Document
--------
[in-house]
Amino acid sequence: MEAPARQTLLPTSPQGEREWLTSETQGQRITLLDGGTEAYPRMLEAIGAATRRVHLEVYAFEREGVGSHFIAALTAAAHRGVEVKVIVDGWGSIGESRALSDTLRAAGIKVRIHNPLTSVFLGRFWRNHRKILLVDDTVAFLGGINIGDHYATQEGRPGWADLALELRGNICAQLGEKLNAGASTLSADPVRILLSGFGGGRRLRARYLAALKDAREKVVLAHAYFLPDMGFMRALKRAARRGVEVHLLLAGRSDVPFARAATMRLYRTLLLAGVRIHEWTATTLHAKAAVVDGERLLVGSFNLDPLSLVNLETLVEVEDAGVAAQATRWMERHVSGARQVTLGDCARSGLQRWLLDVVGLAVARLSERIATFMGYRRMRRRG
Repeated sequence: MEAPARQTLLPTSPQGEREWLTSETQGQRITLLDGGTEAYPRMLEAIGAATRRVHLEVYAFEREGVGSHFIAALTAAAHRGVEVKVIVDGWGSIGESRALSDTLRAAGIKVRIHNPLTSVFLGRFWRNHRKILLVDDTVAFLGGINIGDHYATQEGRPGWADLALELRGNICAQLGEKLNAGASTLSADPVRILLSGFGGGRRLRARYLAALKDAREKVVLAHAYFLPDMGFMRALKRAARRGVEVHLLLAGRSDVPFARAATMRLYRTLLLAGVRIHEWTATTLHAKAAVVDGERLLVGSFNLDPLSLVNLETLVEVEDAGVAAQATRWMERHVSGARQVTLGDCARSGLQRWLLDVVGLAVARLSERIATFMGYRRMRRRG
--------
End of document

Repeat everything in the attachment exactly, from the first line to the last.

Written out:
[in-house]
Amino acid sequence: MEAPARQTLLPTSPQGEREWLTSETQGQRITLLDGGTEAYPRMLEAIGAATRRVHLEVYAFEREGVGSHFIAALTAAAHRGVEVKVIVDGWGSIGESRALSDTLRAAGIKVRIHNPLTSVFLGRFWRNHRKILLVDDTVAFLGGINIGDHYATQEGRPGWADLALELRGNICAQLGEKLNAGASTLSADPVRILLSGFGGGRRLRARYLAALKDAREKVVLAHAYFLPDMGFMRALKRAARRGVEVHLLLAGRSDVPFARAATMRLYRTLLLAGVRIHEWTATTLHAKAAVVDGERLLVGSFNLDPLSLVNLETLVEVEDAGVAAQATRWMERHVSGARQVTLGDCARSGLQRWLLDVVGLAVARLSERIATFMGYRRMRRRG
Repeated sequence: MEAPARQTLLPTSPQGEREWLTSETQGQRITLLDGGTEAYPRMLEAIGAATRRVHLEVYAFEREGVGSHFIAALTAAAHRGVEVKVIVDGWGSIGESRALSDTLRAAGIKVRIHNPLTSVFLGRFWRNHRKILLVDDTVAFLGGINIGDHYATQEGRPGWADLALELRGNICAQLGEKLNAGASTLSADPVRILLSGFGGGRRLRARYLAALKDAREKVVLAHAYFLPDMGFMRALKRAARRGVEVHLLLAGRSDVPFARAATMRLYRTLLLAGVRIHEWTATTLHAKAAVVDGERLLVGSFNLDPLSLVNLETLVEVEDAGVAAQATRWMERHVSGARQVTLGDCARSGLQRWLLDVVGLAVARLSERIATFMGYRRMRRRG